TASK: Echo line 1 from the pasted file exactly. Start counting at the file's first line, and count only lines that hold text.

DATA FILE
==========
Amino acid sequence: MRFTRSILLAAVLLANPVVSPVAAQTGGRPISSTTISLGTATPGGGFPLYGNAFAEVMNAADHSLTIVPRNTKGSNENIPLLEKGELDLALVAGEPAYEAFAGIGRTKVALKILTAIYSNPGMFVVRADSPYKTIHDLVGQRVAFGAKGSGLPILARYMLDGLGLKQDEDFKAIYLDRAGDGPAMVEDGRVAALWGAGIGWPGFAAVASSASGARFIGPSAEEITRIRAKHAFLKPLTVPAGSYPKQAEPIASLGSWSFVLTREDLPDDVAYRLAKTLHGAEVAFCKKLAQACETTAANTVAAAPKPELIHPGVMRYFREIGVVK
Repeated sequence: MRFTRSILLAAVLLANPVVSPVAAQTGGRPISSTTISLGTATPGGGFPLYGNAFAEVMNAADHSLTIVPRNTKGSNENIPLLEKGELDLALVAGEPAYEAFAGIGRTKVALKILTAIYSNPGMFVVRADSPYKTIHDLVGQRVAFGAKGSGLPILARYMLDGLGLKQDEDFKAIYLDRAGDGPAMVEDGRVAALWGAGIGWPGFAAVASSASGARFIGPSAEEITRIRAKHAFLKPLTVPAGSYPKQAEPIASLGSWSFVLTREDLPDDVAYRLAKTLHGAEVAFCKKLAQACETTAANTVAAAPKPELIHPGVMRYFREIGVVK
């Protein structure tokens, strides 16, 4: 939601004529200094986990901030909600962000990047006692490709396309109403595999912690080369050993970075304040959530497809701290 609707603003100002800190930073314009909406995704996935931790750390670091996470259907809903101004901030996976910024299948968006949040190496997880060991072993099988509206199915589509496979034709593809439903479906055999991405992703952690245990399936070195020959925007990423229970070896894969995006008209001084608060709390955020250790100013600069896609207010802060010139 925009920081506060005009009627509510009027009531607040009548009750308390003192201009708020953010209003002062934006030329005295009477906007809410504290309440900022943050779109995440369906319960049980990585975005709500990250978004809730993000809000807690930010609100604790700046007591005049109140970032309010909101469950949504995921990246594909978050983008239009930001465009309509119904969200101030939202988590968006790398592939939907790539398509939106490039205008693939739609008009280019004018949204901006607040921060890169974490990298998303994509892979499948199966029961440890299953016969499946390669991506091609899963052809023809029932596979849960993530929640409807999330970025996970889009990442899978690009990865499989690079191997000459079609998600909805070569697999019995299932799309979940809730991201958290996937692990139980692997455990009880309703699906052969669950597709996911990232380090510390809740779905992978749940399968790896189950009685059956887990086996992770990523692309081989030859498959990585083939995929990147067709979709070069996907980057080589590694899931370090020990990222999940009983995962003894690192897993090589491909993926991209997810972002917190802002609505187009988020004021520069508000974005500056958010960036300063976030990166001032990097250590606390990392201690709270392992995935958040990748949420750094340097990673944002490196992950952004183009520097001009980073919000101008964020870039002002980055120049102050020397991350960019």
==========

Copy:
Amino acid sequence: MRFTRSILLAAVLLANPVVSPVAAQTGGRPISSTTISLGTATPGGGFPLYGNAFAEVMNAADHSLTIVPRNTKGSNENIPLLEKGELDLALVAGEPAYEAFAGIGRTKVALKILTAIYSNPGMFVVRADSPYKTIHDLVGQRVAFGAKGSGLPILARYMLDGLGLKQDEDFKAIYLDRAGDGPAMVEDGRVAALWGAGIGWPGFAAVASSASGARFIGPSAEEITRIRAKHAFLKPLTVPAGSYPKQAEPIASLGSWSFVLTREDLPDDVAYRLAKTLHGAEVAFCKKLAQACETTAANTVAAAPKPELIHPGVMRYFREIGVVK